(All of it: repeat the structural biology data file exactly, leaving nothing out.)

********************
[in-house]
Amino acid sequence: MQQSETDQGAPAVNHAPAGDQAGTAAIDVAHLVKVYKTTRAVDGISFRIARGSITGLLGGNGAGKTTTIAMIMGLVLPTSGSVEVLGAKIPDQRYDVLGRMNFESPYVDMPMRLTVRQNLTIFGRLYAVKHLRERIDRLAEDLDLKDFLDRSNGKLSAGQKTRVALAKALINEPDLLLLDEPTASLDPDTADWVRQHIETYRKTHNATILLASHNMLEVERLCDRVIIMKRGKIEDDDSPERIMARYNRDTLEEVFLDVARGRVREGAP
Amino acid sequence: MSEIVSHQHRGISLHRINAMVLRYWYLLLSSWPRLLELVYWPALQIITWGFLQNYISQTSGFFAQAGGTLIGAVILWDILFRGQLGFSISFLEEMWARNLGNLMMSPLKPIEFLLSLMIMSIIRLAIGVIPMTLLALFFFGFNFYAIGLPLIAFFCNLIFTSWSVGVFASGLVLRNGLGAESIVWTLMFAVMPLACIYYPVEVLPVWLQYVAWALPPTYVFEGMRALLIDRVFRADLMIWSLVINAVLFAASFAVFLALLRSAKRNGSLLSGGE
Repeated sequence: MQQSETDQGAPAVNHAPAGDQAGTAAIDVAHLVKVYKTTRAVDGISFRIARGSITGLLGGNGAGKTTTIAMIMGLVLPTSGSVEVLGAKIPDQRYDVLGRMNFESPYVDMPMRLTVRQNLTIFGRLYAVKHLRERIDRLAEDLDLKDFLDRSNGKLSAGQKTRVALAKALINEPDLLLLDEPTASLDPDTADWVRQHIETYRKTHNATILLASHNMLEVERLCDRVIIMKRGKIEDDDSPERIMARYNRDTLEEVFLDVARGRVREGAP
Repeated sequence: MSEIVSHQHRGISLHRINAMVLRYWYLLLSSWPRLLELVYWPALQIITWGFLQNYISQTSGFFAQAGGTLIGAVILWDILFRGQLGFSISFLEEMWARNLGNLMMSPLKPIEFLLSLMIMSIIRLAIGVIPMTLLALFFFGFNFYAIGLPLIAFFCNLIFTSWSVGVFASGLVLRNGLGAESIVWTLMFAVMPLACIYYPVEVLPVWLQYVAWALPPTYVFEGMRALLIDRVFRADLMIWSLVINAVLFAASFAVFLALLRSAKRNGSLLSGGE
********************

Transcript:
[in-house]
Amino acid sequence: MQQSETDQGAPAVNHAPAGDQAGTAAIDVAHLVKVYKTTRAVDGISFRIARGSITGLLGGNGAGKTTTIAMIMGLVLPTSGSVEVLGAKIPDQRYDVLGRMNFESPYVDMPMRLTVRQNLTIFGRLYAVKHLRERIDRLAEDLDLKDFLDRSNGKLSAGQKTRVALAKALINEPDLLLLDEPTASLDPDTADWVRQHIETYRKTHNATILLASHNMLEVERLCDRVIIMKRGKIEDDDSPERIMARYNRDTLEEVFLDVARGRVREGAP
Amino acid sequence: MSEIVSHQHRGISLHRINAMVLRYWYLLLSSWPRLLELVYWPALQIITWGFLQNYISQTSGFFAQAGGTLIGAVILWDILFRGQLGFSISFLEEMWARNLGNLMMSPLKPIEFLLSLMIMSIIRLAIGVIPMTLLALFFFGFNFYAIGLPLIAFFCNLIFTSWSVGVFASGLVLRNGLGAESIVWTLMFAVMPLACIYYPVEVLPVWLQYVAWALPPTYVFEGMRALLIDRVFRADLMIWSLVINAVLFAASFAVFLALLRSAKRNGSLLSGGE
Repeated sequence: MQQSETDQGAPAVNHAPAGDQAGTAAIDVAHLVKVYKTTRAVDGISFRIARGSITGLLGGNGAGKTTTIAMIMGLVLPTSGSVEVLGAKIPDQRYDVLGRMNFESPYVDMPMRLTVRQNLTIFGRLYAVKHLRERIDRLAEDLDLKDFLDRSNGKLSAGQKTRVALAKALINEPDLLLLDEPTASLDPDTADWVRQHIETYRKTHNATILLASHNMLEVERLCDRVIIMKRGKIEDDDSPERIMARYNRDTLEEVFLDVARGRVREGAP
Repeated sequence: MSEIVSHQHRGISLHRINAMVLRYWYLLLSSWPRLLELVYWPALQIITWGFLQNYISQTSGFFAQAGGTLIGAVILWDILFRGQLGFSISFLEEMWARNLGNLMMSPLKPIEFLLSLMIMSIIRLAIGVIPMTLLALFFFGFNFYAIGLPLIAFFCNLIFTSWSVGVFASGLVLRNGLGAESIVWTLMFAVMPLACIYYPVEVLPVWLQYVAWALPPTYVFEGMRALLIDRVFRADLMIWSLVINAVLFAASFAVFLALLRSAKRNGSLLSGGE